There are two main types of enemies in the game: infected and humans. Of the infected, there are the runners, clickers and bloaters. All of which post unique challenges and need to be addressed differently. Oh, and clickers are just terrifying. Prepare for them to kill you, a lot. However, once you get the hang of it (or have the supplies), they become a bit easier to kill. Truly, the most insidious enemies are the humans. They’re armed and dangerous, and as the story progresses you grow to despise what remains of humanity.
This becomes a play on the title of the game: The Last of Us. What of humanity actually remains when survival has been the only goal for so many years? What moral or societal standards can survive? It’s not about the last of the humans, but the last of ‘Us’.
The design of the game is flawless. The developers so far outdid themselves. Not only is the world precise and impressive, the characters are as well. From subtle “unconscious” movements to facial expressions, every detail is seamless and spot-on. And I’m not just talking about Joel and Ellie – every character, good or bad, is lovingly created and designed with incredible attention to detail. Even the numerous enemies are unique; they may fall into the “faceless bad guy” aspect of the game in the sense that you will kill a whole bunch of them, but they are well designed and even voiced so that it doesn’t feel like you’re killing the same five guys over and over. The music also plays a particular role in adding to the atmosphere of the game, right from the moment you turn it on until the credits roll.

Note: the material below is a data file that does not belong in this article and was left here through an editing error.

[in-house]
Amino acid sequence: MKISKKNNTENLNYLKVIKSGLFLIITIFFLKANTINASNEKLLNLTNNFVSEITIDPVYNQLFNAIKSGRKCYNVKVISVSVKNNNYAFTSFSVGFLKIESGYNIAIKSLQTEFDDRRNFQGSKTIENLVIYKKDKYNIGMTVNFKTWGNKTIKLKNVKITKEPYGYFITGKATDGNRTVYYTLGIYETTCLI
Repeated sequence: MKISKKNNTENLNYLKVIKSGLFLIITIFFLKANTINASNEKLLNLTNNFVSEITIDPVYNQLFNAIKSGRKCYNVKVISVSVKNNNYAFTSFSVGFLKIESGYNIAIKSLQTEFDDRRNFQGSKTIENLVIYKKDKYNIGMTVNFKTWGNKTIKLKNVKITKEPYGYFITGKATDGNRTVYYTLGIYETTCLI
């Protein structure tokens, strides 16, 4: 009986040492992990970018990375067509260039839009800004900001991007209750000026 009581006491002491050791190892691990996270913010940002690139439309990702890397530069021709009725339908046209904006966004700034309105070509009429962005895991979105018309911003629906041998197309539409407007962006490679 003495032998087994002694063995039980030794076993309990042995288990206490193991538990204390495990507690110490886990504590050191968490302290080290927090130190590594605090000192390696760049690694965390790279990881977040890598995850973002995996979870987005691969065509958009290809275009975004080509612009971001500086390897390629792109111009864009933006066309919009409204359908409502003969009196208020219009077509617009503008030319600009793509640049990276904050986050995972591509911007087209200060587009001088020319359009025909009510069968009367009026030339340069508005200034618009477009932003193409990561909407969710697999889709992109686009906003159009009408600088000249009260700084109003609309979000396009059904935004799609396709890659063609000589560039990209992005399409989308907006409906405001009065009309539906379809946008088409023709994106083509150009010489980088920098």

I was transfixed by the game, truly loved playing it. It is definitely my game of the year, if not my game of the PS3. That said, there were some very, VERY minor things that irritated me. Caution, minor spoilers present, so only click to read if you are okay with that.
1) Ellie is immune to the infection, and the whole purpose of the game is to get her to a research facility/hospital to see if she is the cure. This premise seems a bit trite in a game that is anything but clichéd.
2) For the most part, the AI is spot on. However, Bill (a character you meet after leaving Boston) can be very frustrating to have as “help”. He seems to only really adopt the “shoot everything” approach and is not proficient at sneaking past clickers. He lead me to my death on a few occasions.
3) While most of the controls and QTEs were seamless and beautifully done, there were occasional moments where ladders wouldn’t place unless you stood in the exact right location, or certain interactions were also less than forgiving if you weren’t placed correctly – no matter what I did I could not interact with the giraffe at the end, for example.
That said, these were such minor problems that they really could barely even be called such. The game is so impressive, it almost seems like nit-picking to even mention them – like I’m looking for something bad to say about a game that is, truly, fantastic.